Campus Closeup: Charlie Mesloh
It can be somewhat disarming—pun intended—to step foot into the conference room of Charlie Mesloh, the new head of the Criminal Justice department. The bookshelves hold a small arsenal of tools from his past trade: batons, tasers and grenades, to name a few. All are unloaded or deactivated for safety, of course, but they certainly make engaging conversation pieces. And that’s precisely why he displays them so prominently.
“I used to have books on the shelves, but when I would bring students in here during campus visits, I noticed they weren’t opening up or talking much,” he said. “So I decided to pack away the books and bring these out instead. It made a big difference. Something on the shelf may catch their eye and I can pick it up and talk about it to break the ice before we get down to business talking about Northern.”
A native of Sarasota, Fla., Mesloh graduated with a criminal justice degree from the University of Florida and immediately joined the Venice Police Department. He worked as a patrol officer, K9 handler and law enforcement trainer. A line-of-duty injury led to his medical retirement from the force, so he returned to college to earn his master of public administration (MPA) degree and a doctorate.
Mesloh accepted a faculty position at Florida Gulf Coast University, where he had completed his master’s degree. He secured a series of sizable federal grants that enabled him to create the Weapons and Equipment Research Institute. Its primary function was testing the “less lethal” weapons on the law enforcement marketplace, ranging from chemical agents and munitions to flash bangs and compressed-air weapons.
“The goal was to protect citizens from malfunctioning or poorly designed weapons,” he said. “They weren’t always consistently loaded. Sometimes they’d fire too slowly or nightmarishly fast. Or a semi-automatic would turn into a fully automatic by accident. We were a one-stop shop, handling all weapons from low-tech to high-tech. But I started thinking about the risk involved and the potential for someone to get seriously hurt or worse. We had black box cameras in the back of the room in case no one was around to tell what happened. I realized I was taking more chances. When the funding dried up after being so flush for a while, and after I was promoted to full professor, I started looking at other options.”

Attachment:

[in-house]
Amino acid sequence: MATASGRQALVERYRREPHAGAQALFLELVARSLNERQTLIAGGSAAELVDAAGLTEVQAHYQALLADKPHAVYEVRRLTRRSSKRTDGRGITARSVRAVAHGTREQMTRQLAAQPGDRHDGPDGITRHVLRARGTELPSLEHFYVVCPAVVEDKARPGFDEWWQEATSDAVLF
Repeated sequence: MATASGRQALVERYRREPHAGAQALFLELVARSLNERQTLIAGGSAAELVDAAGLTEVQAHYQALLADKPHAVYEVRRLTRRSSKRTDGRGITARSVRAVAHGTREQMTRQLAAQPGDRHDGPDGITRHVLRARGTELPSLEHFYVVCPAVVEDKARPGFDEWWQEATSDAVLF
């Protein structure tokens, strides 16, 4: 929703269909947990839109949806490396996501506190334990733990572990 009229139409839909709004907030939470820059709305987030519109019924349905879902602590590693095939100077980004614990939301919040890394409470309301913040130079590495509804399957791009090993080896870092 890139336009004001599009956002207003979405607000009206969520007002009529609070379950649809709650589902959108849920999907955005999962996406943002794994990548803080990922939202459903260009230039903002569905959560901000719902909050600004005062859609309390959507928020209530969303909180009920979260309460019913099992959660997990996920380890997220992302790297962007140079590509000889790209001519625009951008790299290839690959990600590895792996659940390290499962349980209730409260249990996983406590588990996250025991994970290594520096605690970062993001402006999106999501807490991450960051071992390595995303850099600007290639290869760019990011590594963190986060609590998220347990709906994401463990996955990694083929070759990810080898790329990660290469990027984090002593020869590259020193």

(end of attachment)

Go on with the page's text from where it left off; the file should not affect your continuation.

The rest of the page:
It always bothered Mesloh that—in Florida—there is no way to link a college or university to a police academy. It was typical to wait six months after completing a four-year degree to enter an academy. So he researched places that offer a seamless transition, with education and training under one umbrella. He found it at Northern. About a week later, he saw the advertisement for department head on NMU’s website and immediately applied.
“It was definitely a leap of faith, but it has exceeded my expectations,” Mesloh said. “It’s a great work environment and Marquette is a great town. There’s less crime and people are very friendly here. In Florida, they’re more reserved and suspicious. I’ve heard all about the weather that’s coming, but I’m ready for it. Last Christmas in Florida, it was so muggy people were in shorts and tank tops looking at the lights. It just didn’t seem right.”
Mesloh’s K9 experience had a lasting effect. His family owns three large German shepherds; two are descendants of his first police dog. His wife, Jennifer James-Mesloh (Education, Leadership and Public Service), is an assistant professor and coordinator of the MPA program. Their 11-year-old son, Perry, attends Bothwell Middle School. The family enjoys outdoor activities and Mesloh still enjoys shooting guns. He and Perry plan to join a local range.